MISSION POSSIBLE: CARDIAC ARREST SURVIVAL ODDS
March 16, 2012
By Journal Staff
FirstWatch is a real-time survelliance tool that is capable of tracking all aspects of EMS response and activity in a given system, using data from CAD and patient call reports.
For example, an application used by Las Vegas Fire & Rescue Deputy Chief and EMS Medical Director Dr. David Slattery alerts him whenever a cardiac arrest call is identified.
“My big mission and passion is improving cardiac survival in Las Vegas,” Slattery said.
For each cardiac arrest call, Slattery can immediately view the dispatcher’s notes and determine whether the victim received dispatcher-assisted chest compressions. “I think it’s so important for our communications specialists to know what an absolutely pivotal role they play in improving cardiac arrest survival,” Slattery said. “Too often our communications centers are hounded on call process—getting off the phone and moving on. What they have to get right 100% of the time is at least recognizing someone is in cardiac arrest or has abnormal breathing and being able to provide instructions to a bystander on starting chest compressions.”
Since deploying the FirstWatch alerts, Slattery said they’ve learned that their communications specialists have little problem giving instructions when a victim is clearly unconscious and not breathing. What communications specialists have more difficulty with is when a victim is agonal, an abnormal pattern of breathing or gasping that usually comes right before death.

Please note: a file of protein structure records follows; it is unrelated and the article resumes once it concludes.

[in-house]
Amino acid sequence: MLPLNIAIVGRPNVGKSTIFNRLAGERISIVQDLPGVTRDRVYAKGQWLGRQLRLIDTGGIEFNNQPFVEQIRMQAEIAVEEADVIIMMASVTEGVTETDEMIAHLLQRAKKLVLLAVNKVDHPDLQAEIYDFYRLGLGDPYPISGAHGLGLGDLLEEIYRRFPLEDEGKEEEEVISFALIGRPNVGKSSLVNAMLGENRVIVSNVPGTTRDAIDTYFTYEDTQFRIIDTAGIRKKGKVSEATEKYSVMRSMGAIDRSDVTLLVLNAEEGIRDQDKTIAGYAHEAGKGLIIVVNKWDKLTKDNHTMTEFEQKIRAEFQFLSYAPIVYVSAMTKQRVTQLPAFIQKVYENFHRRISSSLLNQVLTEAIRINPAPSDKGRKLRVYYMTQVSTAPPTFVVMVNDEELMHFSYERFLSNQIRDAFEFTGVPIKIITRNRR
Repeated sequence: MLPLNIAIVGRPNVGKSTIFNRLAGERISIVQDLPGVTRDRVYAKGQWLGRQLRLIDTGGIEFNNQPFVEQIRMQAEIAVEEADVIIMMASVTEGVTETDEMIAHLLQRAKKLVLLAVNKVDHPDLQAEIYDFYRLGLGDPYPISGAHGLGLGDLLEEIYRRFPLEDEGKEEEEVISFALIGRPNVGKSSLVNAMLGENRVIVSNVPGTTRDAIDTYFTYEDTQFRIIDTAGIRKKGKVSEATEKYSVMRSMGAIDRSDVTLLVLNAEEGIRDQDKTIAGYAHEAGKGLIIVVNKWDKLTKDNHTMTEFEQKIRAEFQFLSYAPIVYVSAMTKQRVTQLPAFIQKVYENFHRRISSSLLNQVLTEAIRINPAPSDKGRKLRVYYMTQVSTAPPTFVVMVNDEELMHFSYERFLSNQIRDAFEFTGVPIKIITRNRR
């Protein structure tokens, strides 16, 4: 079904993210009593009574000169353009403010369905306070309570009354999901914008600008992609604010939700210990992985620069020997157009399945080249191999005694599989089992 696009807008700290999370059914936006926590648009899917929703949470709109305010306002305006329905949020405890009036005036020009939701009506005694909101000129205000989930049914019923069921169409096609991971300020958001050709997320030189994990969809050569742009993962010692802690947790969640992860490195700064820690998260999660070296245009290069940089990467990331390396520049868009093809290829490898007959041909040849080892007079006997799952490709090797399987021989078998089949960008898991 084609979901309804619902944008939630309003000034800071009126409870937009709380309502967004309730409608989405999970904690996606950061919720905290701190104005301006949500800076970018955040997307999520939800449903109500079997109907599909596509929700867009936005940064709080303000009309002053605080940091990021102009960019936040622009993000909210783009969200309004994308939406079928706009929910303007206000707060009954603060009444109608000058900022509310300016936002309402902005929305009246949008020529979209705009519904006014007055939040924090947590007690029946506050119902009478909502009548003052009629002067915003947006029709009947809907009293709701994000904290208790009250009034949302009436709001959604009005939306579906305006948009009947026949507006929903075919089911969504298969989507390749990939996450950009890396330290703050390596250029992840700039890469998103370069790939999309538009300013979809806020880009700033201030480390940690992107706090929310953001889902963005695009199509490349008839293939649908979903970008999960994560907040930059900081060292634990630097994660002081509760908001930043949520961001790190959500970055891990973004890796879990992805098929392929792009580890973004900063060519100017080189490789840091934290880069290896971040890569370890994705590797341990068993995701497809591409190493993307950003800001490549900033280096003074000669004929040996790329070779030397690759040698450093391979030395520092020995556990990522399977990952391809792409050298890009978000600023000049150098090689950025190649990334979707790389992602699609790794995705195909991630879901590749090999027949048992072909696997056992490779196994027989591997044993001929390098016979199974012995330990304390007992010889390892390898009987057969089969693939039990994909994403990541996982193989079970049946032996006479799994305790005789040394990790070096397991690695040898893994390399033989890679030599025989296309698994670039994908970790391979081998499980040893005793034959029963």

“Callers are panicking,” Slattery said. “When we ask ‘Are they breathing?’ and the caller says, ‘Uh, yeah. I think so’ and gives an equivocal response, we found our communications specialists weren’t necessarily recommending chest compressions.”
Using the NAED protocol via ProQA that guides communications specialists through more detailed questions about the true state of respiration, dispatchers have gotten more consistent in knowing when to start giving instructions, Slattery said. “We teach communications specialists, when there’s doubt, err on the side of chest compressions.”
Those measures have helped improve cardiac arrest survival in the Las Vegas area. For witnessed ventricular fibrillation, survival is about 35%, up from5% in 2008.
“Every time I get that buzz on my Blackberry that I have a cardiac arrest, it keeps it at the forefront of my day,” Slattery said. “I listen to every one. Our communications specialists are heroes. They are doing amazing work. Cardiac arrest is an area where we can do a little bit better.” – Jennifer Goodwin